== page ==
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Mount Veeder Winery Reserve Red 2003

Bordeaux Red Blends from Napa Valley, California
  • WE94
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Winemaker Notes

Mount Veeder was the first winery in California to have one vineyard planted to all five Bordeaux varietals. The Mount Veeder Reserve is an elegant statement of the winemaking philosophy that blending creates a wine more than the sum of its parts. Crafted from small lots of exceptionally concentrated fruit from our three ranches, this distinctive red wine is the essence of power and finesse.

Varietal Composition: 97% Cabernet Sauvignon, 2% Merlot, 1% Petit Verdot

Appearance: Dark garnet red

Aroma: Concentrated plum, tobacco, coffee and cocoa layered with rich plum, black fruit and subtle hints of anise.

Taste and Texture: Rich and full-bodied. Notes of coffee, plum and vanilla fill the mouth and lead to ripe and supple tannins on the lengthy finish.

Critical Acclaim

WE 94
Wine Enthusiast

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Mount Veeder Winery

Mount Veeder Winery

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Mount Veeder Winery, , California
Mount Veeder Winery
Mount Veeder Winery is a dramatic estate with three vineyards carved high in the hillsides of the Mayacamas Mountains, overlooking southern Napa Valley. The property totals 121 acres, mostly forest and brush, out of which only 47 are planted to vine.

Vines ranging from 1,000–1,600 feet in elevation cling to rugged, steep slopes that offer cool conditions that lead to slow ripening, which extends the growing season. Mount Veeder is usually the last to harvest in Napa Valley. The result is fruit with highly concentrated flavors - big, bold and brambly - a Cab lover's feast.

Mount Veeder Winery was the first in Napa Valley to plant all five red Bordeaux varieties in the same vineyard. Its expertise with these grapes is manifest in Mount Veeder Winery Reserve, a meritage blend of these noble grapes, which are still grown on the property.

South Africa

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An underappreciated wine-producing country currently undergoing a renaissance...

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An underappreciated wine-producing country currently undergoing a renaissance, South Africa has a surprisingly long and rich history considering its status as part of the “New World” of wine. In the mid-17th century, the lusciously sweet dessert wines of Constantia were highly prized by the European aristocracy. Since then, the South African wine industry has experienced some setbacks due to the phylloxera infestation of the late 1800s and political difficulties throughout the following century. Today, however, it is increasingly responsible for high-quality wines that are helping to put the country back on the international wine map. Wine production is mainly situated around Cape Town, where the climate is generally warm to hot, but the Benguela current from Antarctica provides the brisk ocean breezes necessary for steady ripening. Similarly, cooler high-elevation vineyard sites offer climatic diversity.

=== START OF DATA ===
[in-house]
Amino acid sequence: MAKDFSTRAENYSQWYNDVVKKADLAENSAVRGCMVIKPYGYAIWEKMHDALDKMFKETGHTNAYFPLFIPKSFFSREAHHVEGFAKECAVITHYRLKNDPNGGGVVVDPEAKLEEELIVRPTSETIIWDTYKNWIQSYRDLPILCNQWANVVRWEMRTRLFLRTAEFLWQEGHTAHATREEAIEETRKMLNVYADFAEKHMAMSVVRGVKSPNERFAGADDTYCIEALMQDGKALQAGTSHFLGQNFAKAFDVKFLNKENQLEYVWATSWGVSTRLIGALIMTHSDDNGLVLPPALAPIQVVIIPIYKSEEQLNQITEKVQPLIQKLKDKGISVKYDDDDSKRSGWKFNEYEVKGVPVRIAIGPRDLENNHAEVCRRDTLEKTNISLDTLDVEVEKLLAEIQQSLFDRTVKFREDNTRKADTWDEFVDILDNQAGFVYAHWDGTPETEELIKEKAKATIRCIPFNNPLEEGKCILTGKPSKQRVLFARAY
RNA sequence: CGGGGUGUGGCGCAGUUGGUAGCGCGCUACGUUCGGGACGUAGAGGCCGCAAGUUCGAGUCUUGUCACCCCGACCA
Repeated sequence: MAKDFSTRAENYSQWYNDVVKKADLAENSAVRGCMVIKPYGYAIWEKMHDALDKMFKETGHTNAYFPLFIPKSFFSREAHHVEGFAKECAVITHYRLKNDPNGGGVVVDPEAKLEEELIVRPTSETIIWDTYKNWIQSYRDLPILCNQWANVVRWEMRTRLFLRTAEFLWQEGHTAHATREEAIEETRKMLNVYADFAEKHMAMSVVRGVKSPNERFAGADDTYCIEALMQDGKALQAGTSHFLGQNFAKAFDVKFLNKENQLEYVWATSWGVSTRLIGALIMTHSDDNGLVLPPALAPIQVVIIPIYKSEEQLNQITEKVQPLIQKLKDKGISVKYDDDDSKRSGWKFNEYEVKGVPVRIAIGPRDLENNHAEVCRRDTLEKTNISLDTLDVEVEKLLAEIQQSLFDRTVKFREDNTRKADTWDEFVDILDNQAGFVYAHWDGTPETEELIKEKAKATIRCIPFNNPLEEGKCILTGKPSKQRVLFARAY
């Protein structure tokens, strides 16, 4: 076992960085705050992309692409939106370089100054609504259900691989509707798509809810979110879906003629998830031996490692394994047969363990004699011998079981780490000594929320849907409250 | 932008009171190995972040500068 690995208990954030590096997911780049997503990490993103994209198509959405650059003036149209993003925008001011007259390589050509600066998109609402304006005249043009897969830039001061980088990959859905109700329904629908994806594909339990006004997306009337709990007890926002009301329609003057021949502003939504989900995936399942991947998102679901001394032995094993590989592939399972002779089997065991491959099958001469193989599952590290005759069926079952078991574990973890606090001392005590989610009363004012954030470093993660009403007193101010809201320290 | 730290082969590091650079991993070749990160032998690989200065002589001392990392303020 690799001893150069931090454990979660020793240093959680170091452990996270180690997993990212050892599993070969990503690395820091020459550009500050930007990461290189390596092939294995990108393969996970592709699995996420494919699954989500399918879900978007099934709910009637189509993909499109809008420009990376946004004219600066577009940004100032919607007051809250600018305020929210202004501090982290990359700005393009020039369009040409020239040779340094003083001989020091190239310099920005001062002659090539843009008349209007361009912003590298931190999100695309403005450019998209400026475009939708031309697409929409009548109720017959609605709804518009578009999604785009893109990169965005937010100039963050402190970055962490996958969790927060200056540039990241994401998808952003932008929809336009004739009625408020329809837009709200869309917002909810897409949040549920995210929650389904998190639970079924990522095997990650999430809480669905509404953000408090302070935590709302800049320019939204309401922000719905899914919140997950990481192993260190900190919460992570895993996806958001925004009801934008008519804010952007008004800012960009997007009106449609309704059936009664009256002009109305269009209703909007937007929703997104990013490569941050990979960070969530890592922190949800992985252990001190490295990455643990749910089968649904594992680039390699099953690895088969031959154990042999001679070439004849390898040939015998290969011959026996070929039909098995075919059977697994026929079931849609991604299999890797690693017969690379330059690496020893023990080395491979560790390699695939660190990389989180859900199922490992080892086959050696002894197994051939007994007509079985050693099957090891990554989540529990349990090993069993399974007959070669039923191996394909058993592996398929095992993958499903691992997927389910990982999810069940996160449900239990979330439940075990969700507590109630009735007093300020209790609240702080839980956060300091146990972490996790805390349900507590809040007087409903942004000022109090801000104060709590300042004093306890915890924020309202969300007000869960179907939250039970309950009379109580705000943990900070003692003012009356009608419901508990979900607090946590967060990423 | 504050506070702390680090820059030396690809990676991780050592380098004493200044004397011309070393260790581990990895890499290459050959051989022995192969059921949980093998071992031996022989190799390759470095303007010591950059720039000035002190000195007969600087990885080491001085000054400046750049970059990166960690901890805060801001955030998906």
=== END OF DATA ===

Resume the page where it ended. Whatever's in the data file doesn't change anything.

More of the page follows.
South Africa’s wine regions are divided into region, then smaller districts, and finally wards, but the country’s wine styles are differentiated more by grape variety than by region. Pinotage, a cross between Pinot Noir and Cinsault, is the country’s “signature” grape, responsible for earthy, gamey reds. When Pinotage is blended with other red varieties, like Cabernet Sauvignon, Merlot, Syrah, or Pinot Noir (all commonly vinified alone as well), it is often labeled as a “Cape Blend.” Chenin Blanc (locally known as “Steen”) dominates white wine production, with Chardonnay and Sauvignon Blanc following behind.

Pinotage

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A distinctively earthy, rustic, and divisive variety...

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A distinctively earthy, rustic, and divisive variety, Pinotage is South Africa’s signature grape. A cross between finicky Pinot Noir and productive, heat-tolerant Cinsault, it was created in 1925 and surprised its inventors by being darker and more tannic than either of its parents. Pinotage at first seemed nearly impossible to tame, with its bold profile and wild flavors. While the grape has always had detractors, advances in viticultural and winemaking techniques have since helped to make Pinotage wines more palatable. Today it is a popular South African export both as a single varietal wine and in so-called “Cape blends,” in which Pinotage forms a significant proportion of a blend with other red varieties. It is grown very minimally outside of South Africa.

In the Glass

There is no mistaking the smell of Pinotage—common descriptors include tobacco, smoke, tar, bacon, licorice, hoisin sauce, and burnt rubber, in addition to more run-of-the-mill fruit like plum and blackberry. The flavors are bold, and tannins are firm but sweet—in fact, many Pinotage wines bear more resemblance to Australian Shiraz than to Pinot Noir.

Perfect Pairings

For a wine this powerful, food should be equally bold, and gets bonus points for mirroring Pinotage’s sweet and sour flavors. Classic smoky South African braai (barbecue) is the most obvious match, while grilled curry sausage, lamb biryani, or richly spiced beef stew would be equally welcome at the table.

Sommelier Secret

The name “Pinotage” is a subtle portmanteau: The Pinot part is obvious, but the second half is a bit confusing. In the early 1900s, Cinsault was known in South Africa as “Hermitage”—hence Pinotage. The somewhat less appealing “Herminoir” was also considered.

ULL736313_03_2003 Item# 90904

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